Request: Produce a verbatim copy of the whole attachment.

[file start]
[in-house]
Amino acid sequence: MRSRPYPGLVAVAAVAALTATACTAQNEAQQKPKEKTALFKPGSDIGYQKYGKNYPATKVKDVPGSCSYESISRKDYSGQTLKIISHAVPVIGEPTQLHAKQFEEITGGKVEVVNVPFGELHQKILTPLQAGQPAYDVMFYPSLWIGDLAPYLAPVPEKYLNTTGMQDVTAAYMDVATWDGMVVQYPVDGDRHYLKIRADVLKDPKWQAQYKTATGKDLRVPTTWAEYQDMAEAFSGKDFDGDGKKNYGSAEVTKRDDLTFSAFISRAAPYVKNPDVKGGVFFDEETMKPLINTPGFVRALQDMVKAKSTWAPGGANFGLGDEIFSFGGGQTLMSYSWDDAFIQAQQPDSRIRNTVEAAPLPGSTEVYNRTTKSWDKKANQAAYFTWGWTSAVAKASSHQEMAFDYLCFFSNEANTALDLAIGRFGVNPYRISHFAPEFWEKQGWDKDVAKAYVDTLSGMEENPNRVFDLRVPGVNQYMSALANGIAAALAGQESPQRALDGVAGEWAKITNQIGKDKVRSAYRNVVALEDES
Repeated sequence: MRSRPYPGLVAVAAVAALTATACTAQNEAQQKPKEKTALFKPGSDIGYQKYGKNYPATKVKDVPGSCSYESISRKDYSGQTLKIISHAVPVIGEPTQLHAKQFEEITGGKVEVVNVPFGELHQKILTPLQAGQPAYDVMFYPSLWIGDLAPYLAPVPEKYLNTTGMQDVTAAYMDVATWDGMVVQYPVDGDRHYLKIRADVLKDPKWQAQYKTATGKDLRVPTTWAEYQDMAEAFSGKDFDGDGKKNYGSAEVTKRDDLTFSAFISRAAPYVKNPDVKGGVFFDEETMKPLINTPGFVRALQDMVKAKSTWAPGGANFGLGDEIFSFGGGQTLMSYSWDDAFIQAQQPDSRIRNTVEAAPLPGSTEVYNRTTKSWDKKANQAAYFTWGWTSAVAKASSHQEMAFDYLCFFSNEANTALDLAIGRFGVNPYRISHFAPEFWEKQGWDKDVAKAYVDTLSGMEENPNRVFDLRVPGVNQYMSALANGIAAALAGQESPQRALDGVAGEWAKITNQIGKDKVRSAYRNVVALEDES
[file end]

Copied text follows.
[in-house]
Amino acid sequence: MRSRPYPGLVAVAAVAALTATACTAQNEAQQKPKEKTALFKPGSDIGYQKYGKNYPATKVKDVPGSCSYESISRKDYSGQTLKIISHAVPVIGEPTQLHAKQFEEITGGKVEVVNVPFGELHQKILTPLQAGQPAYDVMFYPSLWIGDLAPYLAPVPEKYLNTTGMQDVTAAYMDVATWDGMVVQYPVDGDRHYLKIRADVLKDPKWQAQYKTATGKDLRVPTTWAEYQDMAEAFSGKDFDGDGKKNYGSAEVTKRDDLTFSAFISRAAPYVKNPDVKGGVFFDEETMKPLINTPGFVRALQDMVKAKSTWAPGGANFGLGDEIFSFGGGQTLMSYSWDDAFIQAQQPDSRIRNTVEAAPLPGSTEVYNRTTKSWDKKANQAAYFTWGWTSAVAKASSHQEMAFDYLCFFSNEANTALDLAIGRFGVNPYRISHFAPEFWEKQGWDKDVAKAYVDTLSGMEENPNRVFDLRVPGVNQYMSALANGIAAALAGQESPQRALDGVAGEWAKITNQIGKDKVRSAYRNVVALEDES
Repeated sequence: MRSRPYPGLVAVAAVAALTATACTAQNEAQQKPKEKTALFKPGSDIGYQKYGKNYPATKVKDVPGSCSYESISRKDYSGQTLKIISHAVPVIGEPTQLHAKQFEEITGGKVEVVNVPFGELHQKILTPLQAGQPAYDVMFYPSLWIGDLAPYLAPVPEKYLNTTGMQDVTAAYMDVATWDGMVVQYPVDGDRHYLKIRADVLKDPKWQAQYKTATGKDLRVPTTWAEYQDMAEAFSGKDFDGDGKKNYGSAEVTKRDDLTFSAFISRAAPYVKNPDVKGGVFFDEETMKPLINTPGFVRALQDMVKAKSTWAPGGANFGLGDEIFSFGGGQTLMSYSWDDAFIQAQQPDSRIRNTVEAAPLPGSTEVYNRTTKSWDKKANQAAYFTWGWTSAVAKASSHQEMAFDYLCFFSNEANTALDLAIGRFGVNPYRISHFAPEFWEKQGWDKDVAKAYVDTLSGMEENPNRVFDLRVPGVNQYMSALANGIAAALAGQESPQRALDGVAGEWAKITNQIGKDKVRSAYRNVVALEDES